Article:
“We’ll do it as a play,” Rose said. Jonas had been expecting to see her heartbroken. To see her indignant, vengeful, tearful. But all he got was Rose in damn the torpedoes, full speed ahead mode. She’d told him about P&G and WEVD washing their hands of the project, washing their hands of her, and, in the next breath, she was already full of plans for how her hard — and unpaid for — work could be salvaged. “New York is the theater capital of the world. A fresh take on Shakespeare is bound to be a hot ticket.”
The hottest ticket currently on Broadway was My Fair Lady. It was a musical based on a play by George Bernard Shaw. Theirs would be more like Kiss Me, Kate, which was based on Shakespeare’s Taming Of the Shrew. Only theirs would have fewer songs. And more class struggle.
Meanwhile, Rose and Jonas were facing a struggle of a different kind. Her going into WEVD every day and his continuing to audition for both radio and television roles had kept them busy enough that when they met up at either his apartment or hers at the end of the day, it was still possible to pretend they were living separate lives. They’d stopped trying to find a spot they could go out to in the evening where they weren’t unwelcome or too slavishly welcomed in favor of nights spent at home. But now that Rose’s office was her dining room table, and Jonas stopped by several times a day in between appointments, then often spent the night before heading out again, it was growing more difficult to pretend that they weren’t, in fact, cohabitating — while continuing to pay rent on two separate domiciles. A situation neither was comfortable with. Not due to living in sin. Due to wasting money.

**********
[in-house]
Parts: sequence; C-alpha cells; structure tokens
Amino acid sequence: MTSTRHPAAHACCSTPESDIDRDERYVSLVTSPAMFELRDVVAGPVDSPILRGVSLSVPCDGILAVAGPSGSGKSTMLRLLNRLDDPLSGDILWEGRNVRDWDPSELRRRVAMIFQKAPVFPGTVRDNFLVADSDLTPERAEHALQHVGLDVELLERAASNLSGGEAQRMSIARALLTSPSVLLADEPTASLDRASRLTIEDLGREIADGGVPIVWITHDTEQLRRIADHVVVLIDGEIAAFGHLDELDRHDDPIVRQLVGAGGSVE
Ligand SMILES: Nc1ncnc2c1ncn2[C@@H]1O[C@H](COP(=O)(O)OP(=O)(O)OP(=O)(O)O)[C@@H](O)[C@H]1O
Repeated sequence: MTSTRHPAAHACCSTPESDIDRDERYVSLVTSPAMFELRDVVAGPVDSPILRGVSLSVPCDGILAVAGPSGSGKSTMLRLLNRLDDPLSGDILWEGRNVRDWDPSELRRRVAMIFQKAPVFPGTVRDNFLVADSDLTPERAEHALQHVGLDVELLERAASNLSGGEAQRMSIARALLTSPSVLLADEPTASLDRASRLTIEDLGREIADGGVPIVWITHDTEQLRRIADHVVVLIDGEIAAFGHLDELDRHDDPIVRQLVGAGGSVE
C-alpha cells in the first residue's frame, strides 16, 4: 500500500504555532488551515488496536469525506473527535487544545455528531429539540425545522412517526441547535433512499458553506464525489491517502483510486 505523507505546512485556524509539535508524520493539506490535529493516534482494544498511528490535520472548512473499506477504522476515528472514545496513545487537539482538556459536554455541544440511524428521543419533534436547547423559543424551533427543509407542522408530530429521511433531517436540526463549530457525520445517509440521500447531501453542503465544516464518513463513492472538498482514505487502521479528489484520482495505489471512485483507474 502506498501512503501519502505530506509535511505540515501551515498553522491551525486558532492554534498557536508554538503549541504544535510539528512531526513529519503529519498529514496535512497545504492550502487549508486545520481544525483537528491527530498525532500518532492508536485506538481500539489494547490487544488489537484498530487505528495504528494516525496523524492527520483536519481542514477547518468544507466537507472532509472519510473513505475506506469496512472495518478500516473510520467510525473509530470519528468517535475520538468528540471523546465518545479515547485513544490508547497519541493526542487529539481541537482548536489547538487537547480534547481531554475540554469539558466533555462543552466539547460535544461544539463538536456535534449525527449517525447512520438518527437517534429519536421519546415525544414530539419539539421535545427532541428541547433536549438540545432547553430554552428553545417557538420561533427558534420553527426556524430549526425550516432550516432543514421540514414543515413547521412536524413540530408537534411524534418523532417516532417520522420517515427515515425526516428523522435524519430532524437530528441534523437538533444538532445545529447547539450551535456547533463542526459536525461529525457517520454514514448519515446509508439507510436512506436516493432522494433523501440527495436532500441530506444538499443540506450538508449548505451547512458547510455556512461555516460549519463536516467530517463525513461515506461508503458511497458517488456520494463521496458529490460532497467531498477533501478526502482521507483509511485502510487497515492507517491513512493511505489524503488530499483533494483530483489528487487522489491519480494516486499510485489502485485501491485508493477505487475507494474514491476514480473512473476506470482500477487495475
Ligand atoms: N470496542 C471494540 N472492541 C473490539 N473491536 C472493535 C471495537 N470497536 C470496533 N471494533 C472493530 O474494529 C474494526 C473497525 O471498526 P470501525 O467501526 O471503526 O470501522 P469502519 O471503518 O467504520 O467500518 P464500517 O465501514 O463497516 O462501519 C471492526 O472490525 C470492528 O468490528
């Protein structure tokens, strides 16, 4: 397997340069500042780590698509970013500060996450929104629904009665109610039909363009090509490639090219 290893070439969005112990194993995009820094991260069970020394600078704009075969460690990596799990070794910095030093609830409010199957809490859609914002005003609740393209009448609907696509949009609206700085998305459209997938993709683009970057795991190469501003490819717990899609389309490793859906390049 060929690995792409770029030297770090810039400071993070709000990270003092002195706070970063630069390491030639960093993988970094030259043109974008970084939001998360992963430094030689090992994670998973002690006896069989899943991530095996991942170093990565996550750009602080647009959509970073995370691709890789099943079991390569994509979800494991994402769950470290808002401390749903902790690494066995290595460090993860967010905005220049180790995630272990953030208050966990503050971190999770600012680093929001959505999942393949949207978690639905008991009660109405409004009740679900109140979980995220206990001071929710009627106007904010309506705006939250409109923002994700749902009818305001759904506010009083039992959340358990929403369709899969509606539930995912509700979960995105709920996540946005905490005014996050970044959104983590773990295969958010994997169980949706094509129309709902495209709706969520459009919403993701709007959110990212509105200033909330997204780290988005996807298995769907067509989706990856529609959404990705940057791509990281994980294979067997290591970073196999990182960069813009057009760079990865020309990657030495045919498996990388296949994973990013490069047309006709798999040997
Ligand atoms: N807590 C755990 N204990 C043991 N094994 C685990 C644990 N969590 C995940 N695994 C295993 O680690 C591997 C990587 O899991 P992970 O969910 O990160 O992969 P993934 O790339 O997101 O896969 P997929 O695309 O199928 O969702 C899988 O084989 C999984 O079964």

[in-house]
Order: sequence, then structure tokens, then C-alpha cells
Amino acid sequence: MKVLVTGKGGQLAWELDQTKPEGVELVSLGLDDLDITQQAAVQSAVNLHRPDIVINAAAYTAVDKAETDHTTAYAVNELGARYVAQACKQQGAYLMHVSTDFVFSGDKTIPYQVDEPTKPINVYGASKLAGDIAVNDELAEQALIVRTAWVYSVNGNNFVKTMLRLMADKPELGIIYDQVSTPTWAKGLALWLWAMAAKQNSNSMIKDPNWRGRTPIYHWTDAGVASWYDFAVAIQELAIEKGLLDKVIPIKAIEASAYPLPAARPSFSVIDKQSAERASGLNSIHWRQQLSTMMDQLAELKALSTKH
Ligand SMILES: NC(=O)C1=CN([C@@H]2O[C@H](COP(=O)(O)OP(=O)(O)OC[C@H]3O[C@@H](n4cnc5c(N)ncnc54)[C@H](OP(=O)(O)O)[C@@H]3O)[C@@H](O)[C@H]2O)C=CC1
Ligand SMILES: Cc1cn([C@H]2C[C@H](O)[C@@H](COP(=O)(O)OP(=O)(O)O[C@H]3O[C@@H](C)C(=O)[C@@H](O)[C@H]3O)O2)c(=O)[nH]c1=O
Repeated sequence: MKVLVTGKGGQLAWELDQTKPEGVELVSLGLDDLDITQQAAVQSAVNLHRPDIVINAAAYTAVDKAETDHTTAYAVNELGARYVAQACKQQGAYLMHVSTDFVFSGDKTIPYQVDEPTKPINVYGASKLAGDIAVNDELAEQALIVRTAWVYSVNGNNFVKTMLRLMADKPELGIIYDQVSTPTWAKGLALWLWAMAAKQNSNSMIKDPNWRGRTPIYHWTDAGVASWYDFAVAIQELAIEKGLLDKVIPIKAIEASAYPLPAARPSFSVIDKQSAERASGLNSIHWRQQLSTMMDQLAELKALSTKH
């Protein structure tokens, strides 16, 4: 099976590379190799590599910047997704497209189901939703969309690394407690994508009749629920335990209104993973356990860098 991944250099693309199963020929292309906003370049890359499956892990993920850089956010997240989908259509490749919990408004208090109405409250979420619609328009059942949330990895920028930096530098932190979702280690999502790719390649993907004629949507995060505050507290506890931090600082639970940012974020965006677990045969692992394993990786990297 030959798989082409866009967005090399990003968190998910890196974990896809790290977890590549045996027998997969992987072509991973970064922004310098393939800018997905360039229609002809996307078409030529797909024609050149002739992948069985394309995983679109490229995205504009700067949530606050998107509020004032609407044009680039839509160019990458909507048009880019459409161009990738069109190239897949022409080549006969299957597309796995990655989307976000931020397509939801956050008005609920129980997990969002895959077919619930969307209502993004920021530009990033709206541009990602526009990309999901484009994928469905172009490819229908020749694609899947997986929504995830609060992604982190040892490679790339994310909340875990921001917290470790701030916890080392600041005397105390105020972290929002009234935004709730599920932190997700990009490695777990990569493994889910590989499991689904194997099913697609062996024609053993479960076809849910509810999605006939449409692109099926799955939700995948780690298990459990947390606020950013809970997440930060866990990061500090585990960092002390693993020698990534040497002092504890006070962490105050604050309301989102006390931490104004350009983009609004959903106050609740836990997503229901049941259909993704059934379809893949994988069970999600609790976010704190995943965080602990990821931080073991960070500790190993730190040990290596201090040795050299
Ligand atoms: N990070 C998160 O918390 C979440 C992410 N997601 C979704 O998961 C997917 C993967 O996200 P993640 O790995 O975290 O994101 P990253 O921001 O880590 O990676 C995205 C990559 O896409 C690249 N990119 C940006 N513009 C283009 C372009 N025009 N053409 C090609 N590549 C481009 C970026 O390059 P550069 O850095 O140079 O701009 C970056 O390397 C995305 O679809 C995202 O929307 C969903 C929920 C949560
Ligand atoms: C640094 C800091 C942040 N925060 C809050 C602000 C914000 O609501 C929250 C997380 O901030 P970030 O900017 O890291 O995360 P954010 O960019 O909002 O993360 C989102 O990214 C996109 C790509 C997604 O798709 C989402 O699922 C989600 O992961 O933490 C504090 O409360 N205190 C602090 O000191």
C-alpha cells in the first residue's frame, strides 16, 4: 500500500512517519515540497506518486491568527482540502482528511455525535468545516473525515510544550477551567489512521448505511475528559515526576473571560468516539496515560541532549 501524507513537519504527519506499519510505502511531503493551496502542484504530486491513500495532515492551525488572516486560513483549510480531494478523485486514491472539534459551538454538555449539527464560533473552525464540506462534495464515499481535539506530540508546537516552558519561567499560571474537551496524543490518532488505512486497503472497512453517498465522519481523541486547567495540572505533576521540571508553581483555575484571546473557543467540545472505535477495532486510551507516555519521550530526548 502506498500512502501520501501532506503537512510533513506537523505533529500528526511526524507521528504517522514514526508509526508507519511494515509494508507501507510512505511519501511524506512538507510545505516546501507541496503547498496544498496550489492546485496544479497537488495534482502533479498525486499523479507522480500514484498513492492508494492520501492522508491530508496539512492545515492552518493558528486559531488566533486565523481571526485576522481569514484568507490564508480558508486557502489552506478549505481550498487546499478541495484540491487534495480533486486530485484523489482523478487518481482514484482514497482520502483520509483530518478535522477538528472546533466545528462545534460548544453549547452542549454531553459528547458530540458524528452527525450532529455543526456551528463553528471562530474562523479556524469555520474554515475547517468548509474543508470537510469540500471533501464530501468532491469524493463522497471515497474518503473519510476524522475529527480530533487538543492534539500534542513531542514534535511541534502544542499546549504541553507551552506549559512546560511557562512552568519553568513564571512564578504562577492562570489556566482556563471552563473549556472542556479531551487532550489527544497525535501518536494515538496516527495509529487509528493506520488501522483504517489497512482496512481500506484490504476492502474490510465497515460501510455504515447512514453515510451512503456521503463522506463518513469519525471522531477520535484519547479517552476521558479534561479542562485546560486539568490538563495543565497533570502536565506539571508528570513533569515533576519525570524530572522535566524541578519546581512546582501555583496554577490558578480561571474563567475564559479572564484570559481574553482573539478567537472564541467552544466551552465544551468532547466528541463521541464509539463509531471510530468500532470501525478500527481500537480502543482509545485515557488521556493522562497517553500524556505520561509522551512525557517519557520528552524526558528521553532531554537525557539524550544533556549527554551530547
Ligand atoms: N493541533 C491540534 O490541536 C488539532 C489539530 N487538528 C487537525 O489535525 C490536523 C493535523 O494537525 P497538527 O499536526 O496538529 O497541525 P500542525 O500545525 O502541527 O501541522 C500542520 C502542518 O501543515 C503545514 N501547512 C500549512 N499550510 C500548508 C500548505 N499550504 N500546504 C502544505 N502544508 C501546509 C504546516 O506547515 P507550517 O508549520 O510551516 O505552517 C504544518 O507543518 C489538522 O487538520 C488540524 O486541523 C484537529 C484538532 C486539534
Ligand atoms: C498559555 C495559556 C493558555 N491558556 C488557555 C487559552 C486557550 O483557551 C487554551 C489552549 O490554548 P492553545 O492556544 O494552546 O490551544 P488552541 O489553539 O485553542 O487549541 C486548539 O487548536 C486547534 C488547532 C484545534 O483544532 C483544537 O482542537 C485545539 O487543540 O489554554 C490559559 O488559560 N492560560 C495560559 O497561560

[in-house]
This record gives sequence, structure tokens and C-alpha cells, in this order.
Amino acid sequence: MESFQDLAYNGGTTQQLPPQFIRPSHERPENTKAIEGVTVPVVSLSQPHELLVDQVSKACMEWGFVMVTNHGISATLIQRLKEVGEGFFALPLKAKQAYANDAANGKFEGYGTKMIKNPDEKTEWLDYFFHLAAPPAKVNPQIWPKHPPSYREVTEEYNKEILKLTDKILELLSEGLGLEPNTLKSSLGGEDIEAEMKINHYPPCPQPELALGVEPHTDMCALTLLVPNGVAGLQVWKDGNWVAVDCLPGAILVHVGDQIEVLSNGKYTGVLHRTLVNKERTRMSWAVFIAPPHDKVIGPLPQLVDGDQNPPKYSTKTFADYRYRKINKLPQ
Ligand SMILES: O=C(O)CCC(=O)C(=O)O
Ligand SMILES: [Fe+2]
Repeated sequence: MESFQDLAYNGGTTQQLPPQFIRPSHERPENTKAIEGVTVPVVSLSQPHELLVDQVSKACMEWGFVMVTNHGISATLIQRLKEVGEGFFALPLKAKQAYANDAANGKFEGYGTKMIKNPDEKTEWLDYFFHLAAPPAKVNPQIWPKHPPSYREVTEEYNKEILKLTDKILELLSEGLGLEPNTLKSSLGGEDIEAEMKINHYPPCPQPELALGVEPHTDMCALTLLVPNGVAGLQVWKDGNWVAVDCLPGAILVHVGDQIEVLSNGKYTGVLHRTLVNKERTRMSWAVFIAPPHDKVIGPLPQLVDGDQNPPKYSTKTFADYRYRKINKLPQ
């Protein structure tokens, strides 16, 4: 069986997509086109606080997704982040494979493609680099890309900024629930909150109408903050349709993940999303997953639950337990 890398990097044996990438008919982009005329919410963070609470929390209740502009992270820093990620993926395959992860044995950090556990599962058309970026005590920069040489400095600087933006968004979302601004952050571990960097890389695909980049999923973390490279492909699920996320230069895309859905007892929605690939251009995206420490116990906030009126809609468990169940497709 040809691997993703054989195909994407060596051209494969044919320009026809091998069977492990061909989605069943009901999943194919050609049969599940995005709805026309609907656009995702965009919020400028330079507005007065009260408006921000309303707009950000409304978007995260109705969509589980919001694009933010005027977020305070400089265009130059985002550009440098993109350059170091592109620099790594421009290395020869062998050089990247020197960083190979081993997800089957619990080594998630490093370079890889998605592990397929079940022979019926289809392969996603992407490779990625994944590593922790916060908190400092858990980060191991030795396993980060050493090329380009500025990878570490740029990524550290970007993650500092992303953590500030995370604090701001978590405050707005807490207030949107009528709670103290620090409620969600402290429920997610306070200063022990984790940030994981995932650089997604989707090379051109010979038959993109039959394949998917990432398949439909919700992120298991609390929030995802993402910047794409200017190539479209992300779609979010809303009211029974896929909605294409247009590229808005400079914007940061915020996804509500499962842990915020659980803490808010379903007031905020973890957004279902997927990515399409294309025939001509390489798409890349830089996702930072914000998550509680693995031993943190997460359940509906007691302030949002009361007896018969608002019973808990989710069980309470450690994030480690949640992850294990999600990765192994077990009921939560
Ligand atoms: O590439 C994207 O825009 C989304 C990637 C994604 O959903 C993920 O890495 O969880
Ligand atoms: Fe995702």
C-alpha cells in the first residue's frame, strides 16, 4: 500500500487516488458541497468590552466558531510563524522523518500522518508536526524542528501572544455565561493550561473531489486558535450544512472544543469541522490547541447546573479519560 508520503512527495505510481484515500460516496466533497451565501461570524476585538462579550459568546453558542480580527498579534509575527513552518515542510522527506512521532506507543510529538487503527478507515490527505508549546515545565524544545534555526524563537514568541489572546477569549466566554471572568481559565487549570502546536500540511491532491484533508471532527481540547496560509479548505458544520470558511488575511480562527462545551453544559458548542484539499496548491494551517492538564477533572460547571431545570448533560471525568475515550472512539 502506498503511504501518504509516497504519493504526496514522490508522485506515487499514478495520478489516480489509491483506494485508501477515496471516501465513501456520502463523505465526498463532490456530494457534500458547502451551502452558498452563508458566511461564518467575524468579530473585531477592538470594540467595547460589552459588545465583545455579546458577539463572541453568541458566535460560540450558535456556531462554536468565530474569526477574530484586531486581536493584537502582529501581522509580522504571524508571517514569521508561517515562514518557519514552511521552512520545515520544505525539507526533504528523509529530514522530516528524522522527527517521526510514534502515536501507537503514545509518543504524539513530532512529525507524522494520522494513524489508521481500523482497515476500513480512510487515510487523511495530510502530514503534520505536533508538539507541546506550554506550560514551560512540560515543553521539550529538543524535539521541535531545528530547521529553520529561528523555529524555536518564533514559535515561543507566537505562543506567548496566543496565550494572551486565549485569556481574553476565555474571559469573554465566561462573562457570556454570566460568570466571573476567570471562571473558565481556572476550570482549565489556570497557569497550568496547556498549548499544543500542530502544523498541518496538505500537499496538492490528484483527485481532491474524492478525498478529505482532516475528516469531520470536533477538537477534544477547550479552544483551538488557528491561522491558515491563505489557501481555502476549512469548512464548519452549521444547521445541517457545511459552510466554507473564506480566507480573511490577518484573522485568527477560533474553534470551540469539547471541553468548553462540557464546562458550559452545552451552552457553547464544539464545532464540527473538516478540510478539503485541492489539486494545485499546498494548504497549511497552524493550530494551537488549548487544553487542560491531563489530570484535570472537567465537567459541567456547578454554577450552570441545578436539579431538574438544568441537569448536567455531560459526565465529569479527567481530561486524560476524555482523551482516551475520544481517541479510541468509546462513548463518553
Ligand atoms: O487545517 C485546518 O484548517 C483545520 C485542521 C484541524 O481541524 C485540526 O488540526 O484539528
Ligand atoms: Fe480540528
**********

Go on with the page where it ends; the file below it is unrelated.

“The practical thing to do,” Rose said, “would be to give up one of our apartments, or both, and find a new place.”
“The practical thing to do,” Jonas said, “would be to get married.”
“Well, yes, obviously,” Rose dismissed and attempted to hurry onto the next topic, as if a proposal — unconventional as it was; then again, what about her and Jonas was conventional except for absolutely everything…and nothing at all? — was just another on a long list of equally viable suggestions. “But, as my mother loves to say, a fish may fall in love with a bird, except where would they live? Especially in New York City.”
Jonas wouldn’t let her get away with it. She could pretend that being fired from a job she loved didn’t bother her by diving immediately into the next project. She could pretend that having a script she’d labored over for close to a year dismissed didn’t bother her by instantly deciding to rewrite it as a play. But she was not going to pretend that what he’d asked her didn’t matter by jabbering about the state of Manhattan real estate. Though, yes, he did see how it was relevant to the discussion at hand. Manhattan real estate was relevant to any discussion.
“Rose.” He grabbed her hand as she was turning away, forcing her to look at him. “Are you in love with me?”
“Like a fish loves a bird,” she all but twittered.